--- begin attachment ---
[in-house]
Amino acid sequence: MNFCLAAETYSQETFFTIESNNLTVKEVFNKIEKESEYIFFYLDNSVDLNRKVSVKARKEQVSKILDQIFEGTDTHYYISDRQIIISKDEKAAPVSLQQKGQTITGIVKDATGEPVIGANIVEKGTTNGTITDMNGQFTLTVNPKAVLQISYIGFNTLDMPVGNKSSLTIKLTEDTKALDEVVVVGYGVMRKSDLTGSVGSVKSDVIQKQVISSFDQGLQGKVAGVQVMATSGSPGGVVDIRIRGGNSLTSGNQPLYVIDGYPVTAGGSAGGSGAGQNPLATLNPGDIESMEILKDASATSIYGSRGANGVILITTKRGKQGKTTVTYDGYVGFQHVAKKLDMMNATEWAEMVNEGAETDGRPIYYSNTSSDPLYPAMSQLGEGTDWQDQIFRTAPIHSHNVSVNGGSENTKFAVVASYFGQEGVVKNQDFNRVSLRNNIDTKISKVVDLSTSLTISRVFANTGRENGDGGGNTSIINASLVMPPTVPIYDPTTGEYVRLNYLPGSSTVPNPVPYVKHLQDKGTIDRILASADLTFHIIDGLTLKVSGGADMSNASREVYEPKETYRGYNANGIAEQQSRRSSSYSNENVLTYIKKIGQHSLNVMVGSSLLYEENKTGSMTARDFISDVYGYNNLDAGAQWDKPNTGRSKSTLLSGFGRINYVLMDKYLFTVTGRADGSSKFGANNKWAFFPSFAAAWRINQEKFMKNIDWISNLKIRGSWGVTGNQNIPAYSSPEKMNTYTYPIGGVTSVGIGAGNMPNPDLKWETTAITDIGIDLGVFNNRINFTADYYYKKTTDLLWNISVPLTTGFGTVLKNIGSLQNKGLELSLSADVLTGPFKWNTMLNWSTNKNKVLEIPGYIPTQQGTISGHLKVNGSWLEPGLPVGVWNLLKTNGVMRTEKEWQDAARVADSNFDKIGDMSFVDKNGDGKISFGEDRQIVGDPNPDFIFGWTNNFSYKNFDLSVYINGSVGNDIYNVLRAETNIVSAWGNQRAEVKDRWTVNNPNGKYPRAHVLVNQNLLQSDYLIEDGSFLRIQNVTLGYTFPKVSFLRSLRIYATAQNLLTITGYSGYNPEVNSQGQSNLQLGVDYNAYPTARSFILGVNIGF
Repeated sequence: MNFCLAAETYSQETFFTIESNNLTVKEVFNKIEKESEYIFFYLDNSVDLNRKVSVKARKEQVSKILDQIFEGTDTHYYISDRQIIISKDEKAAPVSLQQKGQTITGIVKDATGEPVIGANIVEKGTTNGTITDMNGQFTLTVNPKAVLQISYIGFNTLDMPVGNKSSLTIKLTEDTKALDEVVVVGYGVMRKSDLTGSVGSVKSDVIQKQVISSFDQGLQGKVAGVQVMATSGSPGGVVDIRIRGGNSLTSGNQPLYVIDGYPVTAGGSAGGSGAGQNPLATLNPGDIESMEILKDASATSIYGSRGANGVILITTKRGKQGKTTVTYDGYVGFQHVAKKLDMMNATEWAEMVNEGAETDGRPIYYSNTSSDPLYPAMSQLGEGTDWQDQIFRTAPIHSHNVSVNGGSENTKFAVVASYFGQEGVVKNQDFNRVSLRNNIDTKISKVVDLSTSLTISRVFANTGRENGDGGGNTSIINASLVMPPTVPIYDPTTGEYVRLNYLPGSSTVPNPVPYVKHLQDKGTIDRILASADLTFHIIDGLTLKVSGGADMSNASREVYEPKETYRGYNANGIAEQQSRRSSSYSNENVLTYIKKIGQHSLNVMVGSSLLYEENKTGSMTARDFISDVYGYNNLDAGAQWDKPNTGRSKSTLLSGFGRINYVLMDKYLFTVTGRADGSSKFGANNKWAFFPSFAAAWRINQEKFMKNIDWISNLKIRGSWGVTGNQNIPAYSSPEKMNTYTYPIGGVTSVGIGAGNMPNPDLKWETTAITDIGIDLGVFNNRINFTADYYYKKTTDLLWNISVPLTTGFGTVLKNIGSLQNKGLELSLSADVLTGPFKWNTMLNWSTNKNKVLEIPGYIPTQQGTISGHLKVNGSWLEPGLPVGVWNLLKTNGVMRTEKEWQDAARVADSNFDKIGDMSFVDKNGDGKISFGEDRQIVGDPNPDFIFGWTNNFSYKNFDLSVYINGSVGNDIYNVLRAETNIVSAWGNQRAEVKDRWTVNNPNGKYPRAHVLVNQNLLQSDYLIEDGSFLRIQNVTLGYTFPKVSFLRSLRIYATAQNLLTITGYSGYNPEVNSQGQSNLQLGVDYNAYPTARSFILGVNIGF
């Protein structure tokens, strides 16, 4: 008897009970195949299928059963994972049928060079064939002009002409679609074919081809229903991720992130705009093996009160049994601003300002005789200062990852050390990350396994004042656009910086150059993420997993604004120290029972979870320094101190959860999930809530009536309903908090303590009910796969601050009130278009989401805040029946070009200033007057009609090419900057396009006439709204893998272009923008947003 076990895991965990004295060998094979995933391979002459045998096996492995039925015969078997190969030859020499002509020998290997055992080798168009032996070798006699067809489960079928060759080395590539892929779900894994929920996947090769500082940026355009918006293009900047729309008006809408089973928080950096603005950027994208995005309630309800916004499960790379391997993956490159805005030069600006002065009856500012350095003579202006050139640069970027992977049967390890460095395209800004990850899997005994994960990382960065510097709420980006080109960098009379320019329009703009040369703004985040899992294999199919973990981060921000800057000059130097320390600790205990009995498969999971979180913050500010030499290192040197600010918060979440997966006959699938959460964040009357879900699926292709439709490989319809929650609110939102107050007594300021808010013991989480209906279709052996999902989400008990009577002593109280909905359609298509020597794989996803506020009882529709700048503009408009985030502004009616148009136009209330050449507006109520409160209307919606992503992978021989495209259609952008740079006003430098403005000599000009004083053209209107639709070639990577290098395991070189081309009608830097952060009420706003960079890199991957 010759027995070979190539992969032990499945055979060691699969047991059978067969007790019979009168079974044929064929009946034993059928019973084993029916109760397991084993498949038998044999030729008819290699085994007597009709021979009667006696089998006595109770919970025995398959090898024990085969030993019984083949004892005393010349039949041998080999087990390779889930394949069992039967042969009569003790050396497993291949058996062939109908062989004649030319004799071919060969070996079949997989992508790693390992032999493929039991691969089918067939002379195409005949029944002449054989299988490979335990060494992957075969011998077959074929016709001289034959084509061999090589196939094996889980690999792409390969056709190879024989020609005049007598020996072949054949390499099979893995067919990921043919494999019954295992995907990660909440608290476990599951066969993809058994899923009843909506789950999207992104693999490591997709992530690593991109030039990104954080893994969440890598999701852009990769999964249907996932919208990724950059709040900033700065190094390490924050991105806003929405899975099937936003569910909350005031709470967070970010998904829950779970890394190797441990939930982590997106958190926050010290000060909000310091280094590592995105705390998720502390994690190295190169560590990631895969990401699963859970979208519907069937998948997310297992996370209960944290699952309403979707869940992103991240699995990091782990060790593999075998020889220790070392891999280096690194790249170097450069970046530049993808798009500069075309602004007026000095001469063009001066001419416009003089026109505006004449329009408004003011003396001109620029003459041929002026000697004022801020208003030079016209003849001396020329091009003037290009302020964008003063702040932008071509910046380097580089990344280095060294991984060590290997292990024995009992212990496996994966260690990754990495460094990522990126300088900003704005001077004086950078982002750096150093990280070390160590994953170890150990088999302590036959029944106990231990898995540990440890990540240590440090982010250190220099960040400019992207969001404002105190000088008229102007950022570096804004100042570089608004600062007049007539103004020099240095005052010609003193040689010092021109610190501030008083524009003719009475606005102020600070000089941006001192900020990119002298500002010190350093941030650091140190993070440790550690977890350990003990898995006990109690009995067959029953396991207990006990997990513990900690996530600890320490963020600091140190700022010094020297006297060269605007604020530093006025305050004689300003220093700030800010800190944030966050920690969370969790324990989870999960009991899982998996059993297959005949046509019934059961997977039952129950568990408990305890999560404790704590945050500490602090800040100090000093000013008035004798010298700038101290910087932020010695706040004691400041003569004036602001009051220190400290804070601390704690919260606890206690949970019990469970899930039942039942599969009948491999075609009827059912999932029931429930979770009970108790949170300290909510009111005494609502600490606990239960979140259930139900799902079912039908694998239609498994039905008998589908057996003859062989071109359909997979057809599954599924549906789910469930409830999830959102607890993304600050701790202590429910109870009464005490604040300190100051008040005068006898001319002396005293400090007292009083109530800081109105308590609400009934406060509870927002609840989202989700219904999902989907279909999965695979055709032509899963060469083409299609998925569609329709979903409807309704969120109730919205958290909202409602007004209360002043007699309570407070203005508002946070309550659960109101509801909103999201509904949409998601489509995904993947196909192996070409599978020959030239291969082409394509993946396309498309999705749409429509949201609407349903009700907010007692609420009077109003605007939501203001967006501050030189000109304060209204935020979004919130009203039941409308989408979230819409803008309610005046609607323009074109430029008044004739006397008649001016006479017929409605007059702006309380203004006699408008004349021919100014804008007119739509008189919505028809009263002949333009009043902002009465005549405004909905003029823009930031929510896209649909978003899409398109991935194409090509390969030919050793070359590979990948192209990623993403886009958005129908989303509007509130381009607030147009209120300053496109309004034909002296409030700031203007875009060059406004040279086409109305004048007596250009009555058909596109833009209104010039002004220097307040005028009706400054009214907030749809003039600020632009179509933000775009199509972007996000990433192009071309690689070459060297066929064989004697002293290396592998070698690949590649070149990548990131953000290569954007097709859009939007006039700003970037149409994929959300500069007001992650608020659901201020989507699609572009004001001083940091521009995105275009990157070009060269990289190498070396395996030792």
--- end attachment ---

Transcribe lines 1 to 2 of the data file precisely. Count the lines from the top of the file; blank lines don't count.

[in-house]
Amino acid sequence: MNFCLAAETYSQETFFTIESNNLTVKEVFNKIEKESEYIFFYLDNSVDLNRKVSVKARKEQVSKILDQIFEGTDTHYYISDRQIIISKDEKAAPVSLQQKGQTITGIVKDATGEPVIGANIVEKGTTNGTITDMNGQFTLTVNPKAVLQISYIGFNTLDMPVGNKSSLTIKLTEDTKALDEVVVVGYGVMRKSDLTGSVGSVKSDVIQKQVISSFDQGLQGKVAGVQVMATSGSPGGVVDIRIRGGNSLTSGNQPLYVIDGYPVTAGGSAGGSGAGQNPLATLNPGDIESMEILKDASATSIYGSRGANGVILITTKRGKQGKTTVTYDGYVGFQHVAKKLDMMNATEWAEMVNEGAETDGRPIYYSNTSSDPLYPAMSQLGEGTDWQDQIFRTAPIHSHNVSVNGGSENTKFAVVASYFGQEGVVKNQDFNRVSLRNNIDTKISKVVDLSTSLTISRVFANTGRENGDGGGNTSIINASLVMPPTVPIYDPTTGEYVRLNYLPGSSTVPNPVPYVKHLQDKGTIDRILASADLTFHIIDGLTLKVSGGADMSNASREVYEPKETYRGYNANGIAEQQSRRSSSYSNENVLTYIKKIGQHSLNVMVGSSLLYEENKTGSMTARDFISDVYGYNNLDAGAQWDKPNTGRSKSTLLSGFGRINYVLMDKYLFTVTGRADGSSKFGANNKWAFFPSFAAAWRINQEKFMKNIDWISNLKIRGSWGVTGNQNIPAYSSPEKMNTYTYPIGGVTSVGIGAGNMPNPDLKWETTAITDIGIDLGVFNNRINFTADYYYKKTTDLLWNISVPLTTGFGTVLKNIGSLQNKGLELSLSADVLTGPFKWNTMLNWSTNKNKVLEIPGYIPTQQGTISGHLKVNGSWLEPGLPVGVWNLLKTNGVMRTEKEWQDAARVADSNFDKIGDMSFVDKNGDGKISFGEDRQIVGDPNPDFIFGWTNNFSYKNFDLSVYINGSVGNDIYNVLRAETNIVSAWGNQRAEVKDRWTVNNPNGKYPRAHVLVNQNLLQSDYLIEDGSFLRIQNVTLGYTFPKVSFLRSLRIYATAQNLLTITGYSGYNPEVNSQGQSNLQLGVDYNAYPTARSFILGVNIGF